|By Rick3kgt (Rick3kgt) on Thursday, March 06, 2003 - 11:06 am: Edit|
Hi, currently at my restaurant, we use teflon pans. We use them mainly for cooking eggs and omelette toppings. The problem is that the bottom of every single one of them is covered in this black substance that seems nearly impossible to remove. I've tried using grillbricks, the bricks we use to clean our griddles. It works a little, but it consumes about a whole brick per pan, plus it doesn't really clean it all. I assume that there are more people who have this problem than just me. So I have a few questions:
How can I prevent this from happening?
What kind of chemicals are there that can remove this black crust?
Thanks a lot!
|By Chefmanny (Chefmanny) on Thursday, March 06, 2003 - 11:45 am: Edit|
The outside bottom I'm guessing you mean right?
For the outside bottom there is this stuff called Diablo, Carbon Kleen that's awesome.
If you want the number I'll try to get it for you.
|By Mbw (Mbw) on Thursday, March 06, 2003 - 11:47 am: Edit|
Crust or goo?
The past few years I have seen a few spray products that are targeted just for your problem. I will guess that you use a griddle fry, or cooking oil and not butter. These oils tend to build up creating a goo that defies almost everything. Your bricks are just getting gummed up right away?
Go to your local (if you have one) restaurant supply store. If you have a Smart & Final go there. You will find the spray real close to the grill bricks. You might also try heating tham and spraying the back with a foaming oven cleaner.
As for the bricks, try a stainless scouring pad. they can be washed when clogged. This will be more practical, but you need to be carefull of scraping the edges of the pan. Yummy teflon.
|By Flattop (Flattop) on Friday, March 07, 2003 - 02:48 am: Edit|
Why bother? It's just build up. I have pans that that the restaurant I worked for was going to toss that still have it on the bottom of them 5 years later. It doesn't seem to effect how they cook. It's just ugly looking.
|By Mbw (Mbw) on Saturday, March 08, 2003 - 03:09 pm: Edit|
And your name is Flattop?? Oh I get it, it is the grill calling the pan black, er or somthin.
It CAN effect how they cook. Ok maybe not enough to mess up a skilled sautee chef, but how they trasnfer, and hold heat WILL change with the buildup of carbon on the bottom of the pan. For me these ugly little pans are the best for line work. Holding pastas just before plating, etc..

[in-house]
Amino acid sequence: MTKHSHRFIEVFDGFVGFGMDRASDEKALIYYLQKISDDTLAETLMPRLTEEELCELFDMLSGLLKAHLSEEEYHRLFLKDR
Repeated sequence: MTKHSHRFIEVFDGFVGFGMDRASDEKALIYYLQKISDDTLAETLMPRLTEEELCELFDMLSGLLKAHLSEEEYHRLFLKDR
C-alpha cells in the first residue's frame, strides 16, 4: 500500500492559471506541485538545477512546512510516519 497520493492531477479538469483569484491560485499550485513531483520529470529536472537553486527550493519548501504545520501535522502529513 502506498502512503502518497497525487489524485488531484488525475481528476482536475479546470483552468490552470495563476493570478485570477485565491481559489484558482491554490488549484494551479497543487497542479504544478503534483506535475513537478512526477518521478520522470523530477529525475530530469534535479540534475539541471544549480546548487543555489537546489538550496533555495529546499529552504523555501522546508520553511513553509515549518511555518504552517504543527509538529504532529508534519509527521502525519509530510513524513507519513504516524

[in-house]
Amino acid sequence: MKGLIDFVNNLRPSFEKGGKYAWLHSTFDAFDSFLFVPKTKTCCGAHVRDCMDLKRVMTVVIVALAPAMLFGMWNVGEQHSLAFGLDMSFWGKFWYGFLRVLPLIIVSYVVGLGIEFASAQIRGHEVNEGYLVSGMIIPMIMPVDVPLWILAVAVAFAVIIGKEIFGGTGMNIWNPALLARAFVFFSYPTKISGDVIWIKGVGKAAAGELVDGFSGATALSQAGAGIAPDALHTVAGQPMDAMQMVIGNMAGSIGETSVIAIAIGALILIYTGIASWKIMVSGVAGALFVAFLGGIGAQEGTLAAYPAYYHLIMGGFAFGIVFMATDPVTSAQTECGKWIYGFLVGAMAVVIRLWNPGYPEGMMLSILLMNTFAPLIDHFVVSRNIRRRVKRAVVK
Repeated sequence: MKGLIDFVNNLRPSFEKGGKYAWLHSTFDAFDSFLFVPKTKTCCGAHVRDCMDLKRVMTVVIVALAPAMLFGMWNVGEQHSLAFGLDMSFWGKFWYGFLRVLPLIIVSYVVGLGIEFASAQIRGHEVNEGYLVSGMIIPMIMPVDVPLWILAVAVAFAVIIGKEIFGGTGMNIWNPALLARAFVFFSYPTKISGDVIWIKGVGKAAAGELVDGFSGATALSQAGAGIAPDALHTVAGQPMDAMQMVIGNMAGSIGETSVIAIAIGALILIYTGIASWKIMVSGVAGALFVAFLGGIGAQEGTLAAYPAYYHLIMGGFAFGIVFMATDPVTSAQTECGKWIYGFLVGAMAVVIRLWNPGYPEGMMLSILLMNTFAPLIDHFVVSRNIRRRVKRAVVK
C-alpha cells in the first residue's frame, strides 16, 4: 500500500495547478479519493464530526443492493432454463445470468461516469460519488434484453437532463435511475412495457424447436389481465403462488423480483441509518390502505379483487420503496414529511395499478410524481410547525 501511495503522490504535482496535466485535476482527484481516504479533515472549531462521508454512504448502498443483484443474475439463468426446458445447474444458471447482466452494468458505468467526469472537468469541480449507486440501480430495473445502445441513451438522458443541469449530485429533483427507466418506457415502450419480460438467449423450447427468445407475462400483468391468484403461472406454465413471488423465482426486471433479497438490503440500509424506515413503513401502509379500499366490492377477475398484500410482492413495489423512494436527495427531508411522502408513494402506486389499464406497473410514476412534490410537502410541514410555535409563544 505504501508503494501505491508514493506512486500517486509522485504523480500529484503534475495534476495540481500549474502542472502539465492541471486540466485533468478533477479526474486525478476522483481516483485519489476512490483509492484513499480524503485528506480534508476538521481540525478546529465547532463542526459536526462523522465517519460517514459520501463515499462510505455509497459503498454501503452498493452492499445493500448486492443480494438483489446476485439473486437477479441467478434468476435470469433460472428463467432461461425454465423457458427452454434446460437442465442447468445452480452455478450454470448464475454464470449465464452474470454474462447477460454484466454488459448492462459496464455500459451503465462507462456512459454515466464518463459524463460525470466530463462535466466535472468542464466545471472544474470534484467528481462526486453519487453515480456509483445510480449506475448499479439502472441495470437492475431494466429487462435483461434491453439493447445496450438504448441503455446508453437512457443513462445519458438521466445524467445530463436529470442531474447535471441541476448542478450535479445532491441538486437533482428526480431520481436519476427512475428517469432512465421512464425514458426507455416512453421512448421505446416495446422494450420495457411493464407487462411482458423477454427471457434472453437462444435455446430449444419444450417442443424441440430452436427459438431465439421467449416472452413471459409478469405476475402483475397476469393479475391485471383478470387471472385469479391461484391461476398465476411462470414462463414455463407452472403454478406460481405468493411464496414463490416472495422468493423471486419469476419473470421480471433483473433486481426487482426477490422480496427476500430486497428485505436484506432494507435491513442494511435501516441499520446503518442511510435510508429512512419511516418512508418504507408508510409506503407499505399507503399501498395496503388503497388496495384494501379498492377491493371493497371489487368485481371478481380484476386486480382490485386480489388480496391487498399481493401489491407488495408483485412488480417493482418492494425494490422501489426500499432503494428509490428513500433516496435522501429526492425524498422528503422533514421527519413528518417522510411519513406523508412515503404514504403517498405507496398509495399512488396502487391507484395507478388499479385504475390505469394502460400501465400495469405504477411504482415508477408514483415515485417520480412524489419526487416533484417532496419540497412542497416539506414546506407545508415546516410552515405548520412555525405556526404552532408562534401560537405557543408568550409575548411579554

I would also guess certain types of pans like copper, AL, steel should all act a bit differently being dirty.
A line cook gets hired at a breakfast house owned by two very smart, but inexperienced women. Business was getting good, and they were clever enough to know they needed a professional to expand. When they were doing the cooking it was trial by fire. They like many other places had the flat top settings marked on the grill. Much food must have been wasted prior because they placed GREAT importance in a little the mark they had made on the grill.
In comes Ronny! Notices the grill is filthy, and as a gesture of good will starts his job off by the ugly job of cleaning it.
Now with his brand new looking shiny (yes now unseasoned) grill the Saturday rush begins. Quickly noticing the hotspots Ronny tries to adjust the grill, but the owners notice.
"NO! Don't touch that! You MUST use the mark on the grill! NO execptions!"
"But, but, but.."
They wouldn't have ANY back talk, and he was forced to cook all day that way. They made sure of it. At the end of his shift they told him he was fired, couldn't cook, and that he was a fraud calling himself a cook. Bub bye..
|By Flattop (Flattop) on Saturday, March 08, 2003 - 06:37 pm: Edit|
Heh heh..true enough. I guess it will change the way it heats. Never seemed to matter to me at the time because the egg pans were nearly always hot and didn't go back to the dishwasher until the end of the shift.